Study: Effects of atrial fibrillation can be reduced or reversed by losing weight

Australian research shows for the first time that obese people who are suffering from atrial fibrillation can reduce or reverse the effects of the condition by losing weight.

Published in the heart journal Europace, the researchers found that a 10% loss in weight along with management of associated risk factors, can reverse the progression of the disease. They studied 355 overweight or obese people who lost varying amounts of weight.

The research was led by the Centre for Heart Rhythm Disorders at the University of Adelaide and the South Australian Health and Medical Research Institute (SAHMRI).

"This is the first time that evidence has been found that if people who are obese and are suffering from atrial fibrillation the disease can be alleviated by losing weight and treating lifestyle factors," says lead author Melissa Middeldorp, PhD researcher from the University of Adelaide's Centre for Heart Rhythm Disorders.

Atrial fibrillation (AF), Australia's most common heart rhythm disorder, is a leading cause of stroke and can lead to heart failure. Millions of people around the world are diagnosed with this condition every year. Chest pain, a 'racing' or unusual heart beat and shortness of breath are all symptoms of AF.

"AF is a progressive disease in which initial short, intermittent symptoms develop into more sustained forms of the condition. Obesity and lifestyle factors are associated with its progression," says Ms Middeldorp.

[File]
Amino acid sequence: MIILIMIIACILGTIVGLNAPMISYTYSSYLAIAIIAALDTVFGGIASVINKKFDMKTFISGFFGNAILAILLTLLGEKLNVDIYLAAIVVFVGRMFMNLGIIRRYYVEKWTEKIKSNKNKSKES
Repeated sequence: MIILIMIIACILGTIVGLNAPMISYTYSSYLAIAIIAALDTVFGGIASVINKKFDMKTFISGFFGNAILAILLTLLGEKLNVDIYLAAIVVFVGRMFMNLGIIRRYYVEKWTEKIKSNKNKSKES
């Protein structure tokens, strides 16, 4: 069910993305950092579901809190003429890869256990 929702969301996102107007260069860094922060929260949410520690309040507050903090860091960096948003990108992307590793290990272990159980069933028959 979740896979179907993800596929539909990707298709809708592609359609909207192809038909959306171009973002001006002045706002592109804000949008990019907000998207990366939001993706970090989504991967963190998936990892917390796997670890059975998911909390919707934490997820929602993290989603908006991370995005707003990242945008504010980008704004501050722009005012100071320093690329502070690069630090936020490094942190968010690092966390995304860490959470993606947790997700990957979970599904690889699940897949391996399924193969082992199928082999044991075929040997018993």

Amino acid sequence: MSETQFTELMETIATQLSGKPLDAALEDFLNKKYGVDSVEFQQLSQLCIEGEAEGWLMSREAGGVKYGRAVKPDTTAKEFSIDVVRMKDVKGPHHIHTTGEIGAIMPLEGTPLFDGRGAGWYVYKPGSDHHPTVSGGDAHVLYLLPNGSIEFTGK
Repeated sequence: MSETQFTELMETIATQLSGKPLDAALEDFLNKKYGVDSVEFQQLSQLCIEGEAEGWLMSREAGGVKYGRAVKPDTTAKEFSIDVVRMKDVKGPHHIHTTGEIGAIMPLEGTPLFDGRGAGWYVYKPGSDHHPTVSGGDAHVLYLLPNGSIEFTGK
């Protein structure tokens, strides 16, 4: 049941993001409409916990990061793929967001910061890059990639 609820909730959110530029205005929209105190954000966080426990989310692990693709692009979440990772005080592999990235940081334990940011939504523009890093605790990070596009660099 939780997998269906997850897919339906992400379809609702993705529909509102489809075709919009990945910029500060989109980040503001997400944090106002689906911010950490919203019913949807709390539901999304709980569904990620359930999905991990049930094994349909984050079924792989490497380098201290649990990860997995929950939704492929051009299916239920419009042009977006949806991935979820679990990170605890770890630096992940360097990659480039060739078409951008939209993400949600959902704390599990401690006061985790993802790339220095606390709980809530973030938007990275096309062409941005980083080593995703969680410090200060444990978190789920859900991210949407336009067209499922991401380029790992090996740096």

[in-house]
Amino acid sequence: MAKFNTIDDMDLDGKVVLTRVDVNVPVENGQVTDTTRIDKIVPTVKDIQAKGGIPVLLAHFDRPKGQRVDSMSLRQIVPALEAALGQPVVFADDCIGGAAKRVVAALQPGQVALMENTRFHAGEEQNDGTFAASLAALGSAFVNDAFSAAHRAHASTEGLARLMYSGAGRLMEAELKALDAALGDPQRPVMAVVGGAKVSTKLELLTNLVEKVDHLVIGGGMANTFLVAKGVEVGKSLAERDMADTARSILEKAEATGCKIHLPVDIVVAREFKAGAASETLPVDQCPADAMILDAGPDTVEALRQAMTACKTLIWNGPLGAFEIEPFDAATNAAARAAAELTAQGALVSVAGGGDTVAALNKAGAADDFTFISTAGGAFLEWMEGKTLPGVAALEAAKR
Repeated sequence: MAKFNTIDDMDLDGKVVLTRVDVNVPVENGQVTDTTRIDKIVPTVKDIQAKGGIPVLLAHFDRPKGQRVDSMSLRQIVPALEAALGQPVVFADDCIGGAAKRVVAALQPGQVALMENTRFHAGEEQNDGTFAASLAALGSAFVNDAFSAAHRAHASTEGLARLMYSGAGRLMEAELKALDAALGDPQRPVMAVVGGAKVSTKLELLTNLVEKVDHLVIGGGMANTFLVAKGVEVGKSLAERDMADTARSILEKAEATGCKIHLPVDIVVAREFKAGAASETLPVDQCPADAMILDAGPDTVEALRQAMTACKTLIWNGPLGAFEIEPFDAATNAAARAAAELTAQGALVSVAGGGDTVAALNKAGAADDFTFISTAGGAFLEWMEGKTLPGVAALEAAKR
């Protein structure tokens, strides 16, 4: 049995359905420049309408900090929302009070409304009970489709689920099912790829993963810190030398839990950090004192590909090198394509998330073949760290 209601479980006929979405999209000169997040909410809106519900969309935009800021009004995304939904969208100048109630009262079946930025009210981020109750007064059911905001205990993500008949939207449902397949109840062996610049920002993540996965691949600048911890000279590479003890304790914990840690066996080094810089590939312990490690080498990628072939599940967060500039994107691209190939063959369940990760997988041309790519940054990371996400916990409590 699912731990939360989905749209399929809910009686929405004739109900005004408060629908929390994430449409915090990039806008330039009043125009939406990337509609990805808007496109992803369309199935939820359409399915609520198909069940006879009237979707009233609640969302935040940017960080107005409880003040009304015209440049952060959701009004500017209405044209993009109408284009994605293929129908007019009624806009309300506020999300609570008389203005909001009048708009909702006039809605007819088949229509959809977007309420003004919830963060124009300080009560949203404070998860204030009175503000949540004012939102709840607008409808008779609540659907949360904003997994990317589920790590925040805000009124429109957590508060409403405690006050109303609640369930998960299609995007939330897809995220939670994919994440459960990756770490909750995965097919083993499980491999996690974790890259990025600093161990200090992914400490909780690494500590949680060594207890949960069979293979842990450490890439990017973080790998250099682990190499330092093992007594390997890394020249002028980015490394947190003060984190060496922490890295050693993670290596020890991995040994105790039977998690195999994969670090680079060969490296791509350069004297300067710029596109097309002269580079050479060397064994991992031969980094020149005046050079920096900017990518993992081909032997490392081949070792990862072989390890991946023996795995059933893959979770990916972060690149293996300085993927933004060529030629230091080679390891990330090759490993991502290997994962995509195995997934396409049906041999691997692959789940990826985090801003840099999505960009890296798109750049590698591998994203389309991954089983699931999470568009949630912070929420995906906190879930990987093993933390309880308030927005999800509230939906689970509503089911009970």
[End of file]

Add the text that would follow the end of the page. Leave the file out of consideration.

The number of overweight and obese adults has doubled over the past two decades, with Australia now being ranked as one of the fattest developed nations.

"The study showed that if obese people lose more than 10% of their weight and subsequent management of other risks to their lifestyle, they can reverse the progression of the disease. People who lost weight experienced fewer symptoms, required less treatment and had better outcomes. Those who previously had sustained symptoms experienced only intermittent symptoms or indeed stopped experiencing AF entirely," says Ms Middeldorp.

"Progression of the disease is shown to have a direct link with the degree of weight loss. Without weight loss, there is a progression of AF to more persistent forms of AF."

The Centre for Heart Rhythm Disorders is led by Professor Prash Sanders, world leader in atrial fibrillation research.

"This study shows that weight-loss and treating lifestyle factors is an essential component for effectively managing AF, in many instances being an alternative to surgery or drug intervention. Melissa's work has widespread implications for the management of this disease globally and is good news for people with the condition," says Professor Sanders.

"With record levels of obesity in Australia and in most high-income countries, this study gives hope that obese people can have a better quality of life as well as reducing their dependence on health-care services if they lose weight."

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